Comedians and competitors have made Al Gore sorry for claiming credit in the birth of the Internet. Now online pornographers are being encouraged to show their gratitude to the presidential candidate. Reuters reports that a featured speaker at a Friday trade show for the Internet adult entertainment industry said a Gore presidency would be good for business. "The big message from the Gore camp has been that there should be no control over the content of speech, but control over access to the speech by individuals who are underage," attorney Paul Cambria told the gathering, labeling George W. Bush as the pro-censorship candidate. The Gore campaign has yet to thank Cambria for his kind words.
Poll slip for Gore
The online pornographer vote has yet to boost the vice preisdent's public opinion numbers. The latest USA Today/CNN/Gallup poll shows growing support for Bush, with 47 percent of voters backing the Republican, compared with 44 percent for Gore. Green Party candidate Ralph Nader is at 2 percent, and the Reform Party's Pat Buchanan has 1 percent. When factoring in the survey's four-point margin of error, the presidential race is still in a statistical dead heat.
The man with the plan
Though he has had a bad week nationally, Gore is still running stronger than expected in Florida. Hoping to build support among Sunshine State seniors, Gore highlighted his Medicare plan at a Florida campaign stop, according to the Miami Herald. "The highlight of my agenda is a rock-solid commitment to Medicare," Gore told a crowd in St. Petersburg. The vice president's proposal calls for the creation of a low-cost prescription drug benefit for most of the elderly and for free prescription drugs for seniors in poverty. In addition to spreading news about his Medicare plan, Gore picked up $1.7 million from fundraisers across the state.
Bush's schoolhouse rock
While Gore wooed seniors, the Texas governor courted parents. The Los Angeles Times reports that the Texas governor devoted most of a West Coast campaign swing to beating up Gore over the "education recession." "Since 1992, even as education spending has risen," Bush said at an Oregon school, "reading scores have fallen and then ... remained stagnant. And this is a leading indicator of troubles to come." But the vice president's team says Bush's reading of the Clinton administration's education record is all wrong. "SAT scores are at their highest level since 1969," said Gore spokeswoman Kym Spell. "We've seen gains for the first time even in fourth-, eighth- and 12th-grade reading." Another Gore staff member said that the governor needs some help with his math, too. "Bush says he wants to focus on education, but his budget says otherwise," declared Ron Klain, a senior advisor to the vice president. "Bush claims education is a priority, but his tax cut uses up all the surplus that could be used to invest in education."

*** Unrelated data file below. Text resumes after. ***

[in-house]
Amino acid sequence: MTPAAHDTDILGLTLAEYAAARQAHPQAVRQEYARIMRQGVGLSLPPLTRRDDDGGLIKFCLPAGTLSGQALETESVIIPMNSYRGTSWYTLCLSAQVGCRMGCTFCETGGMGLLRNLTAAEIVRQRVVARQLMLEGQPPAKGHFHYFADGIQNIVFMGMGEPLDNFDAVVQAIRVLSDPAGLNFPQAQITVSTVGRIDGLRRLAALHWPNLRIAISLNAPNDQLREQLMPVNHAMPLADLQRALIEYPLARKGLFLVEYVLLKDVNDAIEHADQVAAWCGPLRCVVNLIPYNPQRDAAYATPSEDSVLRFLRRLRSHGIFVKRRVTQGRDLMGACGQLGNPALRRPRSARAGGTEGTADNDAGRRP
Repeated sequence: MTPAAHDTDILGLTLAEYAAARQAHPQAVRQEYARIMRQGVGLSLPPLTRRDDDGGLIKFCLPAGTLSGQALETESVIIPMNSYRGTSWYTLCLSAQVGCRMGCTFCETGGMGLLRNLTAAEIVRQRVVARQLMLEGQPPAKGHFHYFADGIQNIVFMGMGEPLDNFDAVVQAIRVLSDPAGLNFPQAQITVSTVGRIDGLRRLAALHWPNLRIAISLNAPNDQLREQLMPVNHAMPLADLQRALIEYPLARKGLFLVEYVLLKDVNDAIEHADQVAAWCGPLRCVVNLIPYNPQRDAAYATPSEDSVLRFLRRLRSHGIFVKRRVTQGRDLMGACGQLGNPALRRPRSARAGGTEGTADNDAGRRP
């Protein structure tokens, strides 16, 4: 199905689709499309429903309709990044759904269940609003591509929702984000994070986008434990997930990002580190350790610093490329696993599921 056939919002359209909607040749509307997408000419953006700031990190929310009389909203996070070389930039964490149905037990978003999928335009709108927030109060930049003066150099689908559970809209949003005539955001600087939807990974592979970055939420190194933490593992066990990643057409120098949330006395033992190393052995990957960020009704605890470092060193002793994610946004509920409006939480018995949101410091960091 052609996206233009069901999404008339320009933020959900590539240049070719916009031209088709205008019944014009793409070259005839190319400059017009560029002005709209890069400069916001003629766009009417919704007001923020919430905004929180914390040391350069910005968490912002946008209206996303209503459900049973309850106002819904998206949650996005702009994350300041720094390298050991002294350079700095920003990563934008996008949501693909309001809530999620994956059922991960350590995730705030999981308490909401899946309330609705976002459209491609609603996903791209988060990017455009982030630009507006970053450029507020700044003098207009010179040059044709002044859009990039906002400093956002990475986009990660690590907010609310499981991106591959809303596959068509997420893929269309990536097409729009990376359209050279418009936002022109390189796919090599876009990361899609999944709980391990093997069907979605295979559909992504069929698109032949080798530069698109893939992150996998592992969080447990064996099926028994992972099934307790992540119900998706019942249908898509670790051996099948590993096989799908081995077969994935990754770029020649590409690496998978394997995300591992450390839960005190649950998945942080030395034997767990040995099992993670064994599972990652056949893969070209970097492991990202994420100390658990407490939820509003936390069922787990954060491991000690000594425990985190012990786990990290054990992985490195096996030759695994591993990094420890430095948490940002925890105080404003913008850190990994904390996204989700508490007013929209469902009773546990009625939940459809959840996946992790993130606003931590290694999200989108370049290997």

Political glitterati go green
Some entertainers are investing their clout in Nader's candidacy. The Associated Press reports that the Green Party candidate is basking in starlight, picking up the endorsement of actors Tim Robbins and Susan Sarandon, Hollywood's power couple of the political left. Other entertainment big shots who've moved into Nader's corner are actor/activist Danny Glover, pre-Oprah talk god Phil Donahue, rock singer Bonnie Raitt and Pearl Jam frontman Eddie Vedder.
Soft-money pledge hits hard times
While Nader's friends spread the word, the New York Senate candidates can't get their allies to shut up. The New York Daily News reports that some independent political organizations have balked at Rick Lazio's efforts to push them out of the political advertising war in the Senate race. The Emergency Committee to Stop Hillary Rodham Clinton has ignored Lazio's pleas for it to back off, saying that Clinton won't honor the deal. "Mrs. Clinton's entire life has been about making promises she doesn't keep and lying about the facts," said the group's spokesman, Mark Montini. "I don't know why anyone would think moving to New York and running for the U.S. Senate would change that."
The first lady has had her own troubles getting Democrat-friendly groups to drop their advertising plans. Both the AFL-CIO and the New York branch of the National Abortion and Reproductive Rights Action League are still deciding whether to abide by Clinton's request or go ahead with their commercials.
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